Applying Design Patterns in Java

Duration: 3 days
Type: intermediate


This course is designed for developers who want to extend their architectural skills using design patterns and related techniques. It is heavily interactive with delegates spending the majority of their time creating pattern based solutions to real world problems.

Each pattern is introduced in terms of its abstract structure (via UML diagrams), its benefits and drawbacks, sample implementations and practical examples of how it can be used to simplify software development.

The course makes extensive use of JSE libraries and JEE frameworks as examples of pattern based architecture. Examples are also drawn from other programming languages (C++, C#, and Ruby) where appropriate.


Delegates should be experienced Java developers familiar with UML Sequence and Class diagrams.

List of Modules

Introduction to Patterns

What is a design pattern?
The evolution of design patterns
Misconceptions about design patterns
The dangers of becoming 'pattern happy'
Distinguishing between patterns, idioms and refactorings
Using refactorings to introduce patterns incrementally
Using patterns to create an object oriented architecture


Adding services by intercepting messages
Dynamically creating proxy classes in Java via Reflection
How proxy objects are used in Enterprise JavaBeans
How proxy objects are used to implement AOP in Spring
The interception framework provided with .NET
Interception functionality built into Ruby


Advantages of separating clients from object creation
Comparing the Factory Method and Abstract Factory Patterns
How Factory Method is used with writing custom class loaders
Using Abstract Factory to conceal XML Parsers and DB Drivers
Using Factory and Proxy to control access to pooled resources
Extending the Factory Pattern into Dependency Injection
Examples of Dependency Injection Tools (Spring and Guice)


Simplifying the creation of complex object trees
How Groovy uses Builder to generate XML documents


Modelling nested whole-part relationships in OO
Examples of Composite in XML and GUI libraries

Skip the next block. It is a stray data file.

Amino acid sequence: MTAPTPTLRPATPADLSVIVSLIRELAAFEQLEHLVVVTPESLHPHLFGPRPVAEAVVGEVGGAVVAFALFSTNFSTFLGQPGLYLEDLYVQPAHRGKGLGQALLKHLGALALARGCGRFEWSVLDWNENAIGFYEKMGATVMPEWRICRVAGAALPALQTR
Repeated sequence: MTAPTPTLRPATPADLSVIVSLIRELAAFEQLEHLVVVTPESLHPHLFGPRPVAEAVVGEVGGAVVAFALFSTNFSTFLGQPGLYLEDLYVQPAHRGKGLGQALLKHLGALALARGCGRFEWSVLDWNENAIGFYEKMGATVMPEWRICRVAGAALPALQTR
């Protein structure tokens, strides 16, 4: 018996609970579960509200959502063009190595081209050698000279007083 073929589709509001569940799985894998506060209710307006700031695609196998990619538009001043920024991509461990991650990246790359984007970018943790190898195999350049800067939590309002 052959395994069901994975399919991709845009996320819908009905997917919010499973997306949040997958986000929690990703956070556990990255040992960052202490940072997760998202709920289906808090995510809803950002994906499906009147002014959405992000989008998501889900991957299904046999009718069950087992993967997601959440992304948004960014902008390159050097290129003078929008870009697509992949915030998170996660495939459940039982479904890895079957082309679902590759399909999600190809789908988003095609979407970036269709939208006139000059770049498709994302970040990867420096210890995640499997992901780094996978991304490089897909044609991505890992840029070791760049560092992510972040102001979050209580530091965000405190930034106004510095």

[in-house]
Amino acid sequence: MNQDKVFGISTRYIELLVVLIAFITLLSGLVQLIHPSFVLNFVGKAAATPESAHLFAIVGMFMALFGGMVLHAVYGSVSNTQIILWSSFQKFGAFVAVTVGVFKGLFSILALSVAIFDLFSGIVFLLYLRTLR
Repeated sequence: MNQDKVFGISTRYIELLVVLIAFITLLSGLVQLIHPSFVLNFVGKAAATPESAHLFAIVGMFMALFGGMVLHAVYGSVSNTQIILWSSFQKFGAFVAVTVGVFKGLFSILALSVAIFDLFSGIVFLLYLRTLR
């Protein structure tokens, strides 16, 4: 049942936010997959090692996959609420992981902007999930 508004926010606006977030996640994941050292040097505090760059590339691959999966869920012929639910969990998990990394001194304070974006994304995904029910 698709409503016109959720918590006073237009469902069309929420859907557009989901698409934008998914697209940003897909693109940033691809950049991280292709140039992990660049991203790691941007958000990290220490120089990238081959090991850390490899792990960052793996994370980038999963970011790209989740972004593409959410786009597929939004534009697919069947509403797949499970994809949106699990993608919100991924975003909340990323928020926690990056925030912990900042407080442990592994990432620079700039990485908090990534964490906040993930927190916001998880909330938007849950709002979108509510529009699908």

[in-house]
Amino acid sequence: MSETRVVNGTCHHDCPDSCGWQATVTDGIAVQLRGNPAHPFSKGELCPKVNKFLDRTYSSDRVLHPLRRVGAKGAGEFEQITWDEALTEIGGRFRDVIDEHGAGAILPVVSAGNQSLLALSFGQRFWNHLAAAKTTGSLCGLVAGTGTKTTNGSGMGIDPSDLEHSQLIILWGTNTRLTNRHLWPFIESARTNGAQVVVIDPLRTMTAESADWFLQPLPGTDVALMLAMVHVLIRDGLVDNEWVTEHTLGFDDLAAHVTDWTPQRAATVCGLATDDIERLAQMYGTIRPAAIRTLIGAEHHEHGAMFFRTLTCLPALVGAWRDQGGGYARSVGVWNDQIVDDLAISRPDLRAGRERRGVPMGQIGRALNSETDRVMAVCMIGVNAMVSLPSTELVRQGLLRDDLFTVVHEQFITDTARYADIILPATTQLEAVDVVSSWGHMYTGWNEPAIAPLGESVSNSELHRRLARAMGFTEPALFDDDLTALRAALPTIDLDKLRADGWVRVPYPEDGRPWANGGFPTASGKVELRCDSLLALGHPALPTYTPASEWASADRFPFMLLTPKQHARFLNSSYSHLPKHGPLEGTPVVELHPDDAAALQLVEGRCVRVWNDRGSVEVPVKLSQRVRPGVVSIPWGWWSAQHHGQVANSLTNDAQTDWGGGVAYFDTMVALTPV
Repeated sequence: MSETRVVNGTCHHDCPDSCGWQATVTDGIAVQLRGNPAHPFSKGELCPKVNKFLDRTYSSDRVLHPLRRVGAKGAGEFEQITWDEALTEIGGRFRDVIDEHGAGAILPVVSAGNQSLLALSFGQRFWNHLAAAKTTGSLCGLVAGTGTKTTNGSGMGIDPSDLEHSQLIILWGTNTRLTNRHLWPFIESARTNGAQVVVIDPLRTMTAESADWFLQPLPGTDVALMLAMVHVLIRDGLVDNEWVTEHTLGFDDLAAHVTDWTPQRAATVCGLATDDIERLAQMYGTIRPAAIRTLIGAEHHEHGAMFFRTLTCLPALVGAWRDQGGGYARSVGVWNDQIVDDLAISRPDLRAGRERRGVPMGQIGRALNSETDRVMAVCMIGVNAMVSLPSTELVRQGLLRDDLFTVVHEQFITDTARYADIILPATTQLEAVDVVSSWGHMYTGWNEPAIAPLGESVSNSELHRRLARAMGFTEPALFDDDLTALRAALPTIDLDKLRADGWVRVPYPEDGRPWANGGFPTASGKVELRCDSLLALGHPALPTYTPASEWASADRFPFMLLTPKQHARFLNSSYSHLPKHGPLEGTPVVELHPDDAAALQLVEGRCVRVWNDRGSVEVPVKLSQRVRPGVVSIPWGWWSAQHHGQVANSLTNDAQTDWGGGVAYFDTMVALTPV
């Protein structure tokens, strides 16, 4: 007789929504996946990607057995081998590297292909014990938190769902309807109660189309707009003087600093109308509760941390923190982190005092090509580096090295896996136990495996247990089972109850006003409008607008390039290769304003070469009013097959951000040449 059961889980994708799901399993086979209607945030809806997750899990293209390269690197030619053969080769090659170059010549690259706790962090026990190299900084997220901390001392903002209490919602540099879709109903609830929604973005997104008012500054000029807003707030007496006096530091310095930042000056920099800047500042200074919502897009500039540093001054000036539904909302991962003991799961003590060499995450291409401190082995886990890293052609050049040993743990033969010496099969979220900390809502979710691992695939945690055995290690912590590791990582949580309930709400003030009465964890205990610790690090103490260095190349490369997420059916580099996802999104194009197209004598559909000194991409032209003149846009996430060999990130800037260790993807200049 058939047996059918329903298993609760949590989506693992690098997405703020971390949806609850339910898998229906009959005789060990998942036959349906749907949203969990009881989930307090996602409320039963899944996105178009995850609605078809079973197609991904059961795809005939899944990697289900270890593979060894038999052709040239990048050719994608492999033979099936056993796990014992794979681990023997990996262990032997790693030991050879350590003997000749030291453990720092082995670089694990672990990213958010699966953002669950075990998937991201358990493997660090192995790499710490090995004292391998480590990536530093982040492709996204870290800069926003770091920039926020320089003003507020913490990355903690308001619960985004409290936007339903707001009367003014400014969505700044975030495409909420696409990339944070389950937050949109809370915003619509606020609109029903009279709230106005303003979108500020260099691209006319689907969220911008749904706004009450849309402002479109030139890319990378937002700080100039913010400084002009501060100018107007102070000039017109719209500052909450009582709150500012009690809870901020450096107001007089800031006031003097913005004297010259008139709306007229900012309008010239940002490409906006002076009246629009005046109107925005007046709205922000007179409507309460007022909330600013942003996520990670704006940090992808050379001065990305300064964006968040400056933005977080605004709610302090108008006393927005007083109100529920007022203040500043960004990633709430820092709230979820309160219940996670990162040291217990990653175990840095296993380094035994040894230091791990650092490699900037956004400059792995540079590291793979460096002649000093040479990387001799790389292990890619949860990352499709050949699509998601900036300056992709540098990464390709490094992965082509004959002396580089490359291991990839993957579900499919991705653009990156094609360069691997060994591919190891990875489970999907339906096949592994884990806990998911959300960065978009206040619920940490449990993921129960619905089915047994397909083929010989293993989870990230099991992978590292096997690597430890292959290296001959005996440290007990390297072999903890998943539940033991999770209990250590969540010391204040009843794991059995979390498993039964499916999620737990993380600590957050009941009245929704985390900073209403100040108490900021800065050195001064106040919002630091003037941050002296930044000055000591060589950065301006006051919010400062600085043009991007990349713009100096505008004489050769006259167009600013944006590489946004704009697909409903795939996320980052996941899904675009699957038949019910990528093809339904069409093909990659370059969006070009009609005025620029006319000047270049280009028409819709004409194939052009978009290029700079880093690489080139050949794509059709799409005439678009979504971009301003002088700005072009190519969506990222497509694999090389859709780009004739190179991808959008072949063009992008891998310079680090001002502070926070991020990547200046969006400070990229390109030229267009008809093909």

Why ensure a class only has a single instance?
General problems implementing Singleton objects
Language specific problems with Singletons (Java/C#/C++)
Allowing singletons to be reborn (Phoenix Singleton pattern)
Making Singletons safe and efficient in multithreaded environments
Problems with the double checked locking idiom


Creating class hierarchies to represent algorithms
Separating a class from a changing or complex algorithm
The Strategy Pattern, functor objects and threading libraries
Strategy and Layout Managers in Swing and SWT
How Strategy is used in the JMock mock object generator


Similarities between Srategy and Command
Using Command objects to simplfy event dispatching
Incrementally refactoring code to introduce Command
Uses of the Command Pattern in JEE Web Frameworks


Using polymorphism to customize algorithms
Similarities between Template and Factory Method
The Template Pattern and rendering Swing components
Template and the Struts JEE Web Framework


Using composition to layer extra functionality
Applying Decorator to create specialized collections
Decorator as the basis of the Java I/O libraries


Distinguishing between Adapter and Decorator
Uses of adapter in the Java I/O libraries


Accessing an aggregate object without knowing its representation
How Iterator is used in the STL and the Java and .NET collections
Adding iterator support to your own collections


Informing interested objects of state changes
Benefits and dangers in implementing Observer
The Observer Pattern and event handling in Java
The Observer Pattern, delegates and events in C#


Simplifying class design by modelling operations as visitors
Adding support for Visitor to existing collections of objects
Using Visitor to add reporting and logging behaviour
Code generation in Java with Visitor and the ASM library
Using Visitor in the design of a mock objects generator


Benefits of the State Pattern over subclassing
Modelling objects with complex internal state transitions
Different approaches to implementing state transitions
Automatically generating state machines

Threading Patterns

Implementing the Active Object Pattern in Java, C# and C++
Worker thread pool implementations in Java and C#
Introducing the IOU (Asynchronous Completion Token) Pattern
Futures in Java and Asynchronous Delegates in C#